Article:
Best Health - - ADVICE - EL­IZ­A­BETH WIENER AND LISA BROOKMAN El­iz­a­beth Wiener is an ed­u­ca­tor who lives with de­pres­sion and anx­i­ety. Lisa Brookman is a clin­i­cal psy­chother­a­pist based in Mon­treal. To­gether, they form WiseWomenCanada.com @wisewomencanada

Twin­kling lights abound, spir­its are high and hol­i­day cheer is tan­gi­ble. De­cem­ber is the month where we’re ex­pected to put on our party shoes, toast to the New Year and revel in the com­pany of friends and fam­ily. But for those who strug­gle with their men­tal health, the cel­e­bra­tions and ex­pec­ta­tions of the sea­son can feel over­whelm­ing, and avoid­ing par­ties al­to­gether may seem like the best op­tion. With care­ful plan­ning, there are ways to en­joy the hol­i­days that aren’t lim­ited to hi­ber­nat­ing solo with a Net­flix marathon.


I STRUG­GLE WITH SO­CIAL ANX­I­ETY, AND THE thought of a party com­prised of strangers and small talk is both in­tim­i­dat­ing and scary. I choose my so­cial in­vi­ta­tions care­fully. Big cel­e­bra­tions are not my thing, but smaller get-to­geth­ers with close friends and fam­ily feel warm and com­fort­ing. I’ve learned that you shouldn’t feel ob­li­gated to say yes to ev­ery in­vi­ta­tion. Choose wisely and cel­e­brate with com­pany that makes you feel com­fort­able.

Plan­ning my own hol­i­day get-to­geth­ers helps me en­joy the hol­i­day sea­son. Fo­cus­ing on the menu, dec­o­ra­tions and mu­sic playlist is a won­der­ful di­ver­sion, and be­ing in charge of my own guest list makes me feel in con­trol. There’s com­fort in know­ing what to ex­pect and joy in cel­e­brat­ing with the peo­ple I know and love.

Some­times cel­e­brat­ing solo is the right ticket. I like to prac­tise self-care dur­ing the hol­i­day sea­son by treat­ing my­self to a spa treat­ment, a trip to the movies or a brisk walk among the twin­kling hol­i­day lights. Tak­ing a breather from the crowds and the hus­tle and bus­tle of the sea­son helps me find peace and bal­ance at a very over­whelm­ing time.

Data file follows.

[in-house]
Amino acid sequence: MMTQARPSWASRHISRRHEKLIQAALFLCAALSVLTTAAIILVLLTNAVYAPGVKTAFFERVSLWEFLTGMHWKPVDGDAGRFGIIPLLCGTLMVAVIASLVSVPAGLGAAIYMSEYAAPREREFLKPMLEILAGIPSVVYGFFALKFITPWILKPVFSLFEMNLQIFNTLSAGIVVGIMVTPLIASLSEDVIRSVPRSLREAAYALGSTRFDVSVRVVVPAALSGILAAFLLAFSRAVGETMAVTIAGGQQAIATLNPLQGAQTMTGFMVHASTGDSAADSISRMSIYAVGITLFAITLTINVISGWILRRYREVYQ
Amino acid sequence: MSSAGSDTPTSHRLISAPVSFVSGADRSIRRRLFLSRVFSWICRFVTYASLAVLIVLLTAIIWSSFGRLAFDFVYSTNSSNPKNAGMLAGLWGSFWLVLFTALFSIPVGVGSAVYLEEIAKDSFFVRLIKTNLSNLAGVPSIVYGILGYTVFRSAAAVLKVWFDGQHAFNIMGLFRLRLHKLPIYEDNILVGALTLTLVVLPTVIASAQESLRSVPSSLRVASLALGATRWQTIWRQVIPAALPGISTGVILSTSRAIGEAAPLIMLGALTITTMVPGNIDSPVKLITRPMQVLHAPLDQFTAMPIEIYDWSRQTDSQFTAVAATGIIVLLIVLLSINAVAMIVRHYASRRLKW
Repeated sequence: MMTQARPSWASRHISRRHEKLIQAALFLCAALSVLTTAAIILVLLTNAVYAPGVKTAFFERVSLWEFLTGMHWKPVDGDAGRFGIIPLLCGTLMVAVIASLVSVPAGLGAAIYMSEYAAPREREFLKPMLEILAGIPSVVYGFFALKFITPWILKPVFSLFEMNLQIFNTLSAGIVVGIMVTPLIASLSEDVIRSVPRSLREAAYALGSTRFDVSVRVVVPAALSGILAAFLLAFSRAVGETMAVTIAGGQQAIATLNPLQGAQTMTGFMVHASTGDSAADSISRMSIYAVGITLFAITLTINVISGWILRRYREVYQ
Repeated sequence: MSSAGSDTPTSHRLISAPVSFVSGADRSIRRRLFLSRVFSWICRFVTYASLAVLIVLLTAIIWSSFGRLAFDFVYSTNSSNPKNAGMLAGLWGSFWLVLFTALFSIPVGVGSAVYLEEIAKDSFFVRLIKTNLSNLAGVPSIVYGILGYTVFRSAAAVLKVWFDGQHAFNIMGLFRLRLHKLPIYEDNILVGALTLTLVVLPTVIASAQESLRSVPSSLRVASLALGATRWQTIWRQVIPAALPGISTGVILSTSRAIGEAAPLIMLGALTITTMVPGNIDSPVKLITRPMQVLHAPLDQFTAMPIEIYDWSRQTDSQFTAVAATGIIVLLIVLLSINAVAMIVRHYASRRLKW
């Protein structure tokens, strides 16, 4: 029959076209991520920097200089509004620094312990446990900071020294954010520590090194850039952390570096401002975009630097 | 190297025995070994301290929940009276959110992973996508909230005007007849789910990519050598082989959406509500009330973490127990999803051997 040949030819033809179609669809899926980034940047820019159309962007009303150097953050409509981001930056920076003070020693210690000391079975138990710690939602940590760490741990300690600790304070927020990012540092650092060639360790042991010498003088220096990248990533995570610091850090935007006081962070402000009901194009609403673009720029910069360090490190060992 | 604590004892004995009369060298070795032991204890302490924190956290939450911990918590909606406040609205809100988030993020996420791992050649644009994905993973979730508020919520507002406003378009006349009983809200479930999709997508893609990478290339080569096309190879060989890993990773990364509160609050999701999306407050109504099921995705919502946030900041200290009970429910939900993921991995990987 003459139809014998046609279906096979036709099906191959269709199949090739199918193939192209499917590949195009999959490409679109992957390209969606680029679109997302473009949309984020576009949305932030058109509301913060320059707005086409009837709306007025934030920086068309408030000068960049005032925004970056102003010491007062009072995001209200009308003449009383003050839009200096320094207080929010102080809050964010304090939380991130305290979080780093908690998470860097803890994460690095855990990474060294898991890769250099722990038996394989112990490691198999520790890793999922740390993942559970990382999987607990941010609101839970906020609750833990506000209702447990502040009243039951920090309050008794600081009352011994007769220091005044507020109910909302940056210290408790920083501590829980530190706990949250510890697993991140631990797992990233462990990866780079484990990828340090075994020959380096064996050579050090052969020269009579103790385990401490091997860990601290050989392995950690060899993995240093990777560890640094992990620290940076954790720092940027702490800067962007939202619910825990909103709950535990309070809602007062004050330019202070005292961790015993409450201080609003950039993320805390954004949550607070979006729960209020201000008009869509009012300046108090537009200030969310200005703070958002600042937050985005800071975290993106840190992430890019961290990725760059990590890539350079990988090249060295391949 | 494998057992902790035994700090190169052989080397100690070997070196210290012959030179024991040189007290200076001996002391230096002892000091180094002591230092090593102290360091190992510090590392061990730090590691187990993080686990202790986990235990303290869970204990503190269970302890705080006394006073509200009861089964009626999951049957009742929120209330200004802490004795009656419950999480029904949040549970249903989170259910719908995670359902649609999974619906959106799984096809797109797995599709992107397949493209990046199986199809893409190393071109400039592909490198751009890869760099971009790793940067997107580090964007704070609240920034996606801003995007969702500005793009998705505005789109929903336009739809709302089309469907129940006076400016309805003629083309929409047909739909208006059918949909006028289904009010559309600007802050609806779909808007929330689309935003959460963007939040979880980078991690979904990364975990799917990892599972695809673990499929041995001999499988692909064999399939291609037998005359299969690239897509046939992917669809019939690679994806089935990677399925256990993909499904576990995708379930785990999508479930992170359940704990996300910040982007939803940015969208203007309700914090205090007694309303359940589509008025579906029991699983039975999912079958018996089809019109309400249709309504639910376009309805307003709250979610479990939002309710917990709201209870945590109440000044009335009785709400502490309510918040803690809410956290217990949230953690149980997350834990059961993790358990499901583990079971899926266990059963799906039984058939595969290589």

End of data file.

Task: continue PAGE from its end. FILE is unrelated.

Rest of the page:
DON’T GIVE IN TO THE TEMP­TA­TION to bury your­self un­der the cov­ers un­til Jan­uary. Avoid­ance may feel like an easy way out, but chal­leng­ing your­self to step out­side of your com­fort zone can be ex­actly the pos­i­tive re­in­force­ment you need. Don’t de­cline ev­ery in­vi­ta­tion. Pick and choose a few spe­cial events – you might just be sur­prised at how much fun you’ll have.

If you’re an­tic­i­pat­ing feel­ing anx­ious or de­pressed, be proac­tive and sched­ule an ap­point­ment with your ther­a­pist sev­eral weeks ahead of time. Talk­ing about your stresses and learn­ing cop­ing strate­gies can help you deal with neg­a­tive feel­ings if they arise.

Con­sider giv­ing back. Vol­un­teer­ing gives us an op­por­tu­nity to help oth­ers, makes us feel pur­pose­ful and takes the fo­cus off our own life stresses. Vol­un­teer­ing is an­other op­por­tu­nity to share the hol­i­days with oth­ers with­out the pres­sure of the party scene.

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